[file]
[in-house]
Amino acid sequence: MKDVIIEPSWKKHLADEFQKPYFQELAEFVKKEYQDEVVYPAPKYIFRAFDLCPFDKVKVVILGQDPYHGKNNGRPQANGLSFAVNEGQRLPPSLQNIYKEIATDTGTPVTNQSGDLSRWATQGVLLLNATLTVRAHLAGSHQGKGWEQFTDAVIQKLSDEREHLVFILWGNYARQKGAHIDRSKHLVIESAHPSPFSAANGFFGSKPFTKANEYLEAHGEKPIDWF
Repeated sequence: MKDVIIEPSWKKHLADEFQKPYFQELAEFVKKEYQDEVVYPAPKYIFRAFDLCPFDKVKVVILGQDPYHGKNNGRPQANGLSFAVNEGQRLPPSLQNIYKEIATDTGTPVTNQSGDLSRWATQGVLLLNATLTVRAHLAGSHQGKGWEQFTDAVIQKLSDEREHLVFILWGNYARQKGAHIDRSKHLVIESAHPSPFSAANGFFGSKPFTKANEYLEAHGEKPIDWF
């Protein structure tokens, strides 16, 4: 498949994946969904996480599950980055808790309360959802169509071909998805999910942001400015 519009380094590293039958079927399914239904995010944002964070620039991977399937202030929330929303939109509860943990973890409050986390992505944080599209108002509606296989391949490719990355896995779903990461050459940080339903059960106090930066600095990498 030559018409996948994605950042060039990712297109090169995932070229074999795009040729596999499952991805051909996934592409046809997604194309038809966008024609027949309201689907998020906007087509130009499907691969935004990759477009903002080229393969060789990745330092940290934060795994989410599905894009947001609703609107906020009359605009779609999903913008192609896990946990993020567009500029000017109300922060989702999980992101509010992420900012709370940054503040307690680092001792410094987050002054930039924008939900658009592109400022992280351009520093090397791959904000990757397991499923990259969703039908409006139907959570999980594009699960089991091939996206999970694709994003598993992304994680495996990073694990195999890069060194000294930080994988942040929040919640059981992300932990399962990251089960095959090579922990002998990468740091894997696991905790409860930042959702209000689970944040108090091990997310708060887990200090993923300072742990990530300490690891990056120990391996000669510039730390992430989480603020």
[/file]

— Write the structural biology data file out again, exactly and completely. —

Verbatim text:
[in-house]
Amino acid sequence: MKDVIIEPSWKKHLADEFQKPYFQELAEFVKKEYQDEVVYPAPKYIFRAFDLCPFDKVKVVILGQDPYHGKNNGRPQANGLSFAVNEGQRLPPSLQNIYKEIATDTGTPVTNQSGDLSRWATQGVLLLNATLTVRAHLAGSHQGKGWEQFTDAVIQKLSDEREHLVFILWGNYARQKGAHIDRSKHLVIESAHPSPFSAANGFFGSKPFTKANEYLEAHGEKPIDWF
Repeated sequence: MKDVIIEPSWKKHLADEFQKPYFQELAEFVKKEYQDEVVYPAPKYIFRAFDLCPFDKVKVVILGQDPYHGKNNGRPQANGLSFAVNEGQRLPPSLQNIYKEIATDTGTPVTNQSGDLSRWATQGVLLLNATLTVRAHLAGSHQGKGWEQFTDAVIQKLSDEREHLVFILWGNYARQKGAHIDRSKHLVIESAHPSPFSAANGFFGSKPFTKANEYLEAHGEKPIDWF
């Protein structure tokens, strides 16, 4: 498949994946969904996480599950980055808790309360959802169509071909998805999910942001400015 519009380094590293039958079927399914239904995010944002964070620039991977399937202030929330929303939109509860943990973890409050986390992505944080599209108002509606296989391949490719990355896995779903990461050459940080339903059960106090930066600095990498 030559018409996948994605950042060039990712297109090169995932070229074999795009040729596999499952991805051909996934592409046809997604194309038809966008024609027949309201689907998020906007087509130009499907691969935004990759477009903002080229393969060789990745330092940290934060795994989410599905894009947001609703609107906020009359605009779609999903913008192609896990946990993020567009500029000017109300922060989702999980992101509010992420900012709370940054503040307690680092001792410094987050002054930039924008939900658009592109400022992280351009520093090397791959904000990757397991499923990259969703039908409006139907959570999980594009699960089991091939996206999970694709994003598993992304994680495996990073694990195999890069060194000294930080994988942040929040919640059981992300932990399962990251089960095959090579922990002998990468740091894997696991905790409860930042959702209000689970944040108090091990997310708060887990200090993923300072742990990530300490690891990056120990391996000669510039730390992430989480603020």